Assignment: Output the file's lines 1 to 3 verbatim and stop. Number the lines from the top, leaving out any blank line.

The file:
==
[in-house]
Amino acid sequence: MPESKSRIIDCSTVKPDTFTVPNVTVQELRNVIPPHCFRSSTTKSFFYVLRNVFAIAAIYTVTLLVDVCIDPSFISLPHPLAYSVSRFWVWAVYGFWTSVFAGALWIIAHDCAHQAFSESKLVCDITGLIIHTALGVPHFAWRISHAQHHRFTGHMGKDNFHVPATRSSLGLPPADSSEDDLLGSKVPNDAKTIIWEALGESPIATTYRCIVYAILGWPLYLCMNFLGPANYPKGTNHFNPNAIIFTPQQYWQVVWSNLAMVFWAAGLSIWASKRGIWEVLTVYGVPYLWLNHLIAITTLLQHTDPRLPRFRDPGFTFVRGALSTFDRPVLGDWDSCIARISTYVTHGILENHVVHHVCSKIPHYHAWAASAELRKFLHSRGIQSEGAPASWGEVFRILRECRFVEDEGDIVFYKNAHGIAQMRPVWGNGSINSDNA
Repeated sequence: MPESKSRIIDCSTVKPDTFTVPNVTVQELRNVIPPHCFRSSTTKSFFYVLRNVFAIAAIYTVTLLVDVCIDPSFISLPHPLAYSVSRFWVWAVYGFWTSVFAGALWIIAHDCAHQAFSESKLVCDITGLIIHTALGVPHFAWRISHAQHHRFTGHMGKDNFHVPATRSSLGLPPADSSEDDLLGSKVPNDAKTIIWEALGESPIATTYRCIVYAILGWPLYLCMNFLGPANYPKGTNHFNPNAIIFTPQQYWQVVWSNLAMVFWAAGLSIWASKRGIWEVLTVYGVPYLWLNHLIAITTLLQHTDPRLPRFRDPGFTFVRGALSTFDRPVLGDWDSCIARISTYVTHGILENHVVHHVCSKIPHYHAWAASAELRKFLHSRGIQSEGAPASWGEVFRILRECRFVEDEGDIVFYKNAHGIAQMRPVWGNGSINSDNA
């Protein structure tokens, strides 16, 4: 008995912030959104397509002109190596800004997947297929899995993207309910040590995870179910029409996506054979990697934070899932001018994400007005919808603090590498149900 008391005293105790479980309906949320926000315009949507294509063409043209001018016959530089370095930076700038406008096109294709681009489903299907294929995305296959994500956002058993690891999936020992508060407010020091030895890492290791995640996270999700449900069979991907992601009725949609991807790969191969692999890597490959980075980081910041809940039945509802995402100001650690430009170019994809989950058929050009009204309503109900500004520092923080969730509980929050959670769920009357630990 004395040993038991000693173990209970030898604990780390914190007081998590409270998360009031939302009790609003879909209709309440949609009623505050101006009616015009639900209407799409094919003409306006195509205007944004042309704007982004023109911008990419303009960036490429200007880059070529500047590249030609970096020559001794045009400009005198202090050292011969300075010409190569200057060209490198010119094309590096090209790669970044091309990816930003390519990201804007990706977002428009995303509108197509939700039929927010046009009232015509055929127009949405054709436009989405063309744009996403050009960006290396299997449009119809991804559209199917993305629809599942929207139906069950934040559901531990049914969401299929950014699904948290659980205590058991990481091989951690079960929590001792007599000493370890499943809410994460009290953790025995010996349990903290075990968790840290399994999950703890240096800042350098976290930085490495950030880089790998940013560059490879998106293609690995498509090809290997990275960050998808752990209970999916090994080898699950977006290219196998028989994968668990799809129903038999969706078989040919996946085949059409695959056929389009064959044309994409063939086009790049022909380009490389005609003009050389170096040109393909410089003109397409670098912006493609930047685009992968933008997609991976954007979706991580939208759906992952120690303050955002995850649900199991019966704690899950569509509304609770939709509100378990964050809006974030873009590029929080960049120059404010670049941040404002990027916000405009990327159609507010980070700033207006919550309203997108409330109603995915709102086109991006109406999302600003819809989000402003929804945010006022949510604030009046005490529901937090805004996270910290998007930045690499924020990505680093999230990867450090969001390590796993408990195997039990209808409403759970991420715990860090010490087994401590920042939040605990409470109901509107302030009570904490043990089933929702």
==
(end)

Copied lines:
[in-house]
Amino acid sequence: MPESKSRIIDCSTVKPDTFTVPNVTVQELRNVIPPHCFRSSTTKSFFYVLRNVFAIAAIYTVTLLVDVCIDPSFISLPHPLAYSVSRFWVWAVYGFWTSVFAGALWIIAHDCAHQAFSESKLVCDITGLIIHTALGVPHFAWRISHAQHHRFTGHMGKDNFHVPATRSSLGLPPADSSEDDLLGSKVPNDAKTIIWEALGESPIATTYRCIVYAILGWPLYLCMNFLGPANYPKGTNHFNPNAIIFTPQQYWQVVWSNLAMVFWAAGLSIWASKRGIWEVLTVYGVPYLWLNHLIAITTLLQHTDPRLPRFRDPGFTFVRGALSTFDRPVLGDWDSCIARISTYVTHGILENHVVHHVCSKIPHYHAWAASAELRKFLHSRGIQSEGAPASWGEVFRILRECRFVEDEGDIVFYKNAHGIAQMRPVWGNGSINSDNA
Repeated sequence: MPESKSRIIDCSTVKPDTFTVPNVTVQELRNVIPPHCFRSSTTKSFFYVLRNVFAIAAIYTVTLLVDVCIDPSFISLPHPLAYSVSRFWVWAVYGFWTSVFAGALWIIAHDCAHQAFSESKLVCDITGLIIHTALGVPHFAWRISHAQHHRFTGHMGKDNFHVPATRSSLGLPPADSSEDDLLGSKVPNDAKTIIWEALGESPIATTYRCIVYAILGWPLYLCMNFLGPANYPKGTNHFNPNAIIFTPQQYWQVVWSNLAMVFWAAGLSIWASKRGIWEVLTVYGVPYLWLNHLIAITTLLQHTDPRLPRFRDPGFTFVRGALSTFDRPVLGDWDSCIARISTYVTHGILENHVVHHVCSKIPHYHAWAASAELRKFLHSRGIQSEGAPASWGEVFRILRECRFVEDEGDIVFYKNAHGIAQMRPVWGNGSINSDNA